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Optoelectronic Integration Paves Way for Next-Generation Integrated Circuits

Optoelectronic integration provides a potential approach to gain the benefits of both electrons and photons at the same time when they act as information carriers, including high-speed information processing and high-density communication, opening the door for next-generation integrated circuits (ICs).

Schematic illustration of an integrated electrically controlled microlaser module for optoelectronic hybrid integration. Briefly, this module is designed to be a thermo-responsive polymer resonator on top of a chip-scale metal heating circuit. The voltage is applied in-plane with the current transport to provide local-area thermal field, which induces the lasing wavelength change of the upper dye-doped microresonators. (Image credit: Science China Press)

Due to the growing demand on bandwidth and information density in ICs, there is a need for the micro/nano functional devices that can be fabricated in three-dimensional (3D) ICs, which are popular for their enhanced performance in data processing under lower consumption.

However, in such highly integrated circuits, selective electrical modulation of particular micro/nanoscale optical devices, such as waveguides and light sources, is a major requirement for producing more compact and more functional integrated elements. But this is obstructed by the commonly used nonlinearity present in electro-optic materials.

Femtosecond laser direct writing (FsLDW), when used as one of the 3D printing methods, allows the direct and addressable production of 3D-integrated optoelectronic devices making use of organic compounds with two-photon polymerized features. The doping flexibility allows the polymerized microstructures to be readily integrated with organic dye molecules to make functional devices, such as coherent laser sources.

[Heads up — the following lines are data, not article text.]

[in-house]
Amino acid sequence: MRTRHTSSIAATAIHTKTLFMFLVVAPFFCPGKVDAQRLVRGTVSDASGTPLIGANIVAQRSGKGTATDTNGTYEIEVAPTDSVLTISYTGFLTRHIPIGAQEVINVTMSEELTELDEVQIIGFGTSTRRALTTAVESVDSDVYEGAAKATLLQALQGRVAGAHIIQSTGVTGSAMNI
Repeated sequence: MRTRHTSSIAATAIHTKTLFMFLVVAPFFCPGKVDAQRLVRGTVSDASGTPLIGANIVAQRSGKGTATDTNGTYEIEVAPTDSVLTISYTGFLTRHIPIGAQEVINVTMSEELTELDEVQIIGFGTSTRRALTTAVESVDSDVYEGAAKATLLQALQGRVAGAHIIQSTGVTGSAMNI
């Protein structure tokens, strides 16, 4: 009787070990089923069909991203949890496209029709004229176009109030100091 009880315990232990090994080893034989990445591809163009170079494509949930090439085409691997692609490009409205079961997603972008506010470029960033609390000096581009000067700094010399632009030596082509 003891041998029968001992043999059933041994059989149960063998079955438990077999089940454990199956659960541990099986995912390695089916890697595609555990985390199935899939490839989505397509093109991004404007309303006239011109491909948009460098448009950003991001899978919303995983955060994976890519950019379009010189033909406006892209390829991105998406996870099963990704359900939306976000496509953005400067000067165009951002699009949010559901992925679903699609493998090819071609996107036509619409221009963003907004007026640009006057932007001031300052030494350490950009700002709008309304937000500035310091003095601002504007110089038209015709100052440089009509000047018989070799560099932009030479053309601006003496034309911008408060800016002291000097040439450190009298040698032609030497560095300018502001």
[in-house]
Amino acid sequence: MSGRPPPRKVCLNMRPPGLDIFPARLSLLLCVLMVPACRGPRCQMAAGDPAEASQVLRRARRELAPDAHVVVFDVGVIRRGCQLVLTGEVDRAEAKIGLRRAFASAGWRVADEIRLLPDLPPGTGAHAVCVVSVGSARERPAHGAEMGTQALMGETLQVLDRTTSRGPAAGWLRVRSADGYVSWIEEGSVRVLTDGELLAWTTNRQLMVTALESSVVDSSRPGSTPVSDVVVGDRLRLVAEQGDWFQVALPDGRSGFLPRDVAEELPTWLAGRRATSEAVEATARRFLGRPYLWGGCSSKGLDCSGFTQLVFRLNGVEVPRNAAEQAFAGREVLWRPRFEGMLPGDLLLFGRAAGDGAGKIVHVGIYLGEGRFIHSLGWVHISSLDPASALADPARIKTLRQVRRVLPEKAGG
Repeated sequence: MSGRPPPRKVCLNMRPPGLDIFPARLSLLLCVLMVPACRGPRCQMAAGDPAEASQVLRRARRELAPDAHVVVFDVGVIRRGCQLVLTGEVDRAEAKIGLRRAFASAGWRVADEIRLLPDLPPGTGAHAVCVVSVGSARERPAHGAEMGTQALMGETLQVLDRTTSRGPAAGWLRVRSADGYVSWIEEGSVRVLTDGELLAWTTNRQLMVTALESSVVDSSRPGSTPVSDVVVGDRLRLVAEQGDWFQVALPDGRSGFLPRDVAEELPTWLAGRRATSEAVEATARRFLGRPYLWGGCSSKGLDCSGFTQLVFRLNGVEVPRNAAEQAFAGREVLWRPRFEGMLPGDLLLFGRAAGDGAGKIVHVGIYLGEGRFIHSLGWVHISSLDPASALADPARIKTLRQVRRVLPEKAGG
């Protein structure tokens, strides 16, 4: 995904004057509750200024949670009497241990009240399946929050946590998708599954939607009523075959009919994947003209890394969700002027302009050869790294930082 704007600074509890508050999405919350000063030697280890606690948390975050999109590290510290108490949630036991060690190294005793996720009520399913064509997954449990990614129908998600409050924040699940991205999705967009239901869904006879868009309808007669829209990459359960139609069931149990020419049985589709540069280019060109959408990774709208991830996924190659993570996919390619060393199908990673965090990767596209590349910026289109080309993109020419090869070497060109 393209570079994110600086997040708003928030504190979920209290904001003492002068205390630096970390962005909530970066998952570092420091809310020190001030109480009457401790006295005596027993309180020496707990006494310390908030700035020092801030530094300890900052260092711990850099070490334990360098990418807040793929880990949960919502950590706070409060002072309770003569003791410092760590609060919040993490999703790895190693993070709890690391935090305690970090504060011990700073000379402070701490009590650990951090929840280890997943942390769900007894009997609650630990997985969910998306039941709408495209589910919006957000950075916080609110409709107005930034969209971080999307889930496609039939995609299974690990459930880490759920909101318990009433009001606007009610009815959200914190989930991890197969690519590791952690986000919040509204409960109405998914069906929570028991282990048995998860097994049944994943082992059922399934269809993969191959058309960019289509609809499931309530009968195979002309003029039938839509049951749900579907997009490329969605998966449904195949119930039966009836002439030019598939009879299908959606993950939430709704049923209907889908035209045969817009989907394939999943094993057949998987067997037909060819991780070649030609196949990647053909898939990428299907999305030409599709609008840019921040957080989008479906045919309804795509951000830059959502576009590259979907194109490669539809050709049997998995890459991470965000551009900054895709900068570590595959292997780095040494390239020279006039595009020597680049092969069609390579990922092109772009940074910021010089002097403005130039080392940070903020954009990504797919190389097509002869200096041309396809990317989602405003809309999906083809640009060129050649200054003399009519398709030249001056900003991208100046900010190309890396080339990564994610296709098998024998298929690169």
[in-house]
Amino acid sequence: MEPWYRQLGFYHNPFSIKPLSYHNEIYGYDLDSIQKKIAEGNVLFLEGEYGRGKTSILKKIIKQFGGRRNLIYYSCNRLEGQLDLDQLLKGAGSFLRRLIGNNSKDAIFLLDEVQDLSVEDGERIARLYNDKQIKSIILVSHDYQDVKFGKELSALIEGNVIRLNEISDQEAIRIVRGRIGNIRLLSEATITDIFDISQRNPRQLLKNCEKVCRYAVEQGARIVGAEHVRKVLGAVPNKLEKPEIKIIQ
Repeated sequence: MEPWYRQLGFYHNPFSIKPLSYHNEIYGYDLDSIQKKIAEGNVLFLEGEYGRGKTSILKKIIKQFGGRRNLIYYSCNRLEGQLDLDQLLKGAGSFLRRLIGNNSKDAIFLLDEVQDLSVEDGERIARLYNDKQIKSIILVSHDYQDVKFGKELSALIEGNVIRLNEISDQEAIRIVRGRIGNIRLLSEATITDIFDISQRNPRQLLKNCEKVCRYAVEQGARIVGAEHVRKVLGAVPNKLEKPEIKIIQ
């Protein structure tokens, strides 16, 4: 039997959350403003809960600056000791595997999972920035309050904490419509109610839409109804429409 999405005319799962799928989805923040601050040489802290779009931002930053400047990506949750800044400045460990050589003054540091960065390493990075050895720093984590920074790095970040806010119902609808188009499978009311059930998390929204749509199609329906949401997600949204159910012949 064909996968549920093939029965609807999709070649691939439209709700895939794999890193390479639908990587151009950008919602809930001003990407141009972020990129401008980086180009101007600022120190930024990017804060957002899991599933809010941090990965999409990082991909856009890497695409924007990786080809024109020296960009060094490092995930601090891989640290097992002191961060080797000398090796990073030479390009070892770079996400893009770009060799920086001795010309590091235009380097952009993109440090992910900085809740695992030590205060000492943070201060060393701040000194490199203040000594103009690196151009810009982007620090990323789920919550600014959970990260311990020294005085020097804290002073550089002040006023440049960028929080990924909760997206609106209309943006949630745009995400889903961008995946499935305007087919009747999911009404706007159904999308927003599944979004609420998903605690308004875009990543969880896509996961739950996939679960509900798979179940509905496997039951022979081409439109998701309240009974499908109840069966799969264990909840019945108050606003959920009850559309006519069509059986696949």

In addition, organic polymers show outstanding responsiveness to external stimuli, for example, temperature. Due to their substantial thermo-optic coefficient, the electrical tuning of resonant wavelength with high efficiency can be achieved when they are fabricated into microcavity structures. The integration of thermo-responsive polymeric microlaser with underneath electrical microheater in the 3D fabrication way can be used as an effective hybrid microlaser module with selective electric modulation toward optical-electronic integration.

Most recently, Professor Yong Sheng Zhao’s team in the Institute of Chemistry, Chinese Academy of Sciences presented an in situ electrically modulated microlaser module based on 3D-printed dye-doped polymeric microdisks, which is reported in Science China Chemistry.

With the thermo-optic effect of the polymer matrix, the lasing modes could be adjusted from the microdisk by heating. The designability of the shape of FsLDW enables the fabrication of higher-level microstructures to control light signals, including the coupled double-microdisk resonators for laser mode selection and the waveguide-coupled microdisks for light remote control. The former microstructure was further incorporated with an underneath electrical microheater.

Therefore, the cavity resonant wavelength can be altered based on the variation in the resistance heating controlled optical length through the thermo-optic effect of the polymeric matrix material, which allowed an electrical modulation of the output wavelength of the 3D-printed microlaser module.

This research was funded by the Ministry of Science and Technology of China (Grant No. 2017YFA0204502) and the National Natural Science Foundation of China (Grant Nos. 21533013 and 21790364).



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